Bush ‘sought negotiations with Iran’

MNA– Iranian ambassador to former Soviet Union has said during Ahmadinejad’s administration, US President Bush sent Tony Blair to mediate talks between the US and Iran.

Nasser Nowbari was Iran’s ambassador to Moscow (1986-1990) when the Soviet Union was still an entity. He was in charge when Mikhail Gorbachev received a delegation from Iran’s Revolutionary government delivering Imam Khomeini’s message which had famously predicted the fall of the Soviet Union.

Nowbari had been keeping a low-profile, avoiding media contacts and interviews, during past 2 years. His interview with Mehr News Political Service is his first since then. He told Mehr News that Iranian government received messages through Oman by the Bush administration which had filed for direct talks, with Tony Blair of Britain, acting as plenipotentiary in possible talks to which Iranian side faltered to respond properly, thus sending Blair distraught back to London after two days of futile waiting. He however believes the inclement weather was the major cause to blame on the failure of the overtures by the US. “The snowstorm had all flights cancelled; Oman’s king suggested sending exclusive flight to transfer me to Oman, to which Iran’s Ahmadinejad’s government failed to fashion a response,” Nowbari said, claiming that he was invested with the authority to talk to Blair who represented the west.

Nowbari credits himself with securing an Iranian embassy in the Soviet Socialist Republics; he believes Russia was the first to announce using Nowjeh Airbase so that it could enter a trade-off with the west with an upper-hand.

What is your analysis of Iran-Russia relations? What factors had taken Russia closer to Tehran, and what are the prospects of this bilateral cooperation?

Iran-Russian ties have grown in par with developments in the region; when little politics is at stake, Iran and Russia would be distanced accordingly. For example, when Russia was engaged in Afghanistan, there had been new highs in Iran and Russian relations. Mr. Boris Yeltsin’s term however saw a perigee of the relations, since he welcomed approaching to the US; when the US or any other western power approached Russia, a corresponding recession would govern Tehran-Moscow ties. The situations were so until Mr. Vladimir Putin assumed power, when the country had not yet found itself in international setting when it wondered whether west would welcome Russia. Russia under Putin recovered soon and sought to establish a new eastern strategic body to counterbalance hegemony of the west; it thus turned to the east. In Putin’s era, for example, S300 missile defense system was pledged for and signed with Iran. After collapse of the Soviet Union, Russia for a time entertained to join the west and to dissolve into western hegemony to not least enjoy the technological advancement and the welfare coming from its lifestyle, a project, which, during Yeltsin’s era, was addressed insufficiently, and it was only a thin layer of cooperation with the US. The political elites recommended a turn to the US, which, Dmitri Medvedev was also pursuing. During all these times, relations with Iran tumbled to a nadir.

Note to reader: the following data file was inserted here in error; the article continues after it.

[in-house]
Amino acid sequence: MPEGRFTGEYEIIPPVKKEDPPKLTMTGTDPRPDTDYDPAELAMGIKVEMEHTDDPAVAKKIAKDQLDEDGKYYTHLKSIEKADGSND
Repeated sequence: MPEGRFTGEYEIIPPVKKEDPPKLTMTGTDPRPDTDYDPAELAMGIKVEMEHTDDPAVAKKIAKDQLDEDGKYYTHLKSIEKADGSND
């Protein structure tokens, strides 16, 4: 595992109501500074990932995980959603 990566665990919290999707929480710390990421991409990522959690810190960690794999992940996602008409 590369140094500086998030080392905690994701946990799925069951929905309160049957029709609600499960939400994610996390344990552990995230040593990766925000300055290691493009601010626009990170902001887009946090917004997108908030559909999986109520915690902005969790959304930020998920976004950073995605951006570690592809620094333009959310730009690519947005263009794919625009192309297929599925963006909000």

Why would the west reject Russia?

Russia had been inherently a Communist entity, bold enough to address its imperialist ambitions in international community. Russia had been for a prolonged period an enemy to the US during the Cold War, and a formidable rival in many strategic fields; Putin himself has alluded to its inherent imperialist ambitions in many occasions. The passing of time and experiences with the west has taught Putin to face the west with an eastern system and using weaponry often in use in the east.

So this is why Russia annexed Crimean Peninsula? And would it be compared to nuclear negotiations Iran had with the west, where Russia had Iran’s trump card?

This is an accurate example. Russia was to face US-aligned system in the Peninsula and manage the situation to avoid more violent confrontation. The US should have Russia on its own side during nuclear negotiations to save itself from a war; if Russia approached Iran, no nuclear agreement would be possible. In Ukraine, Russia sought a win-win situation with the west through its preponderance in nuclear negotiations. In any détente with Moscow, Tehran had had developments in the region as good omens; crises in Syria, Yemen, and Iraq catapulted Tehran-Moscow ties to new highs; in any situation when peace persisted, bilateral ties had been historically low.

Despite the generally upheld hatred of the Britain and the US, at least part of the elites seek détente with the US, while this is not true of the relations with Moscow, with elites reluctantly viewing possible openings with Moscow. What factors contribute to this?

Economic and cultural relations with the west draw the elite to the western culture and weltanschauung; that level of affiliation is lacking with Moscow and ties have been only in security and political levels; economically speaking, Iran has more affinities with west than Russia, which has roots in history. Even after a period of turning to east, with JCPOA, west occupies a prominent place from an Iranian perspective. Infatuation with the west has been largely inveterate among the elites. Political and cultural hegemony lay in the west according to Iranian elites. Russia and Iran had opportunities to change this trend when Turkey distanced itself from Moscow; however, they had largely been a key player in Russian markets and had improved their exports to Russia since then.

What hope-inspiring prospects does Iran-Russia détente provide?

I believe Tehran-Moscow will be less when the Middle East sees an end to its crises; we lack necessary cultural and social relations which would bolster political relations; Moscow needs Tehran as long as its strategic and security reasons persist, just when it had done during war in Afghanistan in 1980s.

Would a Cold-War rivalry persist between the US and Russia?